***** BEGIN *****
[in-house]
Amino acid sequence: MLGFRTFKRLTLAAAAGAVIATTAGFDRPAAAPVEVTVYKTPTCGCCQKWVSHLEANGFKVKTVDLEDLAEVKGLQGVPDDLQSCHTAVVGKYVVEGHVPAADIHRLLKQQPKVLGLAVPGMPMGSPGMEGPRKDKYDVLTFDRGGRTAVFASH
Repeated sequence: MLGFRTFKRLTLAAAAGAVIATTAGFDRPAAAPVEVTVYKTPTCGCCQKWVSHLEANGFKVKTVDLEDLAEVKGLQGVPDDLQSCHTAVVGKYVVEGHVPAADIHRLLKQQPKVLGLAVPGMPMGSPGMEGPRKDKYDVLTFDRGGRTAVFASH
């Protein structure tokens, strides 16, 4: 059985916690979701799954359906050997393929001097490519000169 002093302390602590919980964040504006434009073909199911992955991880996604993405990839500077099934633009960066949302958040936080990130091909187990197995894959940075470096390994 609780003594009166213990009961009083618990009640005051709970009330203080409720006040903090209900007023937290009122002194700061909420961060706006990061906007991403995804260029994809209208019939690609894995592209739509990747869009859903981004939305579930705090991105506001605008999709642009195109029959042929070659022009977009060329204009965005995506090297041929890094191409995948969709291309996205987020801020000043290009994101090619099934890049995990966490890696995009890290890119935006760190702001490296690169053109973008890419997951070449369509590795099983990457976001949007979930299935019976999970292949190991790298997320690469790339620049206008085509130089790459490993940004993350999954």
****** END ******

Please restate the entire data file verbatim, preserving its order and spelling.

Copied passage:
[in-house]
Amino acid sequence: MLGFRTFKRLTLAAAAGAVIATTAGFDRPAAAPVEVTVYKTPTCGCCQKWVSHLEANGFKVKTVDLEDLAEVKGLQGVPDDLQSCHTAVVGKYVVEGHVPAADIHRLLKQQPKVLGLAVPGMPMGSPGMEGPRKDKYDVLTFDRGGRTAVFASH
Repeated sequence: MLGFRTFKRLTLAAAAGAVIATTAGFDRPAAAPVEVTVYKTPTCGCCQKWVSHLEANGFKVKTVDLEDLAEVKGLQGVPDDLQSCHTAVVGKYVVEGHVPAADIHRLLKQQPKVLGLAVPGMPMGSPGMEGPRKDKYDVLTFDRGGRTAVFASH
């Protein structure tokens, strides 16, 4: 059985916690979701799954359906050997393929001097490519000169 002093302390602590919980964040504006434009073909199911992955991880996604993405990839500077099934633009960066949302958040936080990130091909187990197995894959940075470096390994 609780003594009166213990009961009083618990009640005051709970009330203080409720006040903090209900007023937290009122002194700061909420961060706006990061906007991403995804260029994809209208019939690609894995592209739509990747869009859903981004939305579930705090991105506001605008999709642009195109029959042929070659022009977009060329204009965005995506090297041929890094191409995948969709291309996205987020801020000043290009994101090619099934890049995990966490890696995009890290890119935006760190702001490296690169053109973008890419997951070449369509590795099983990457976001949007979930299935019976999970292949190991790298997320690469790339620049206008085509130089790459490993940004993350999954």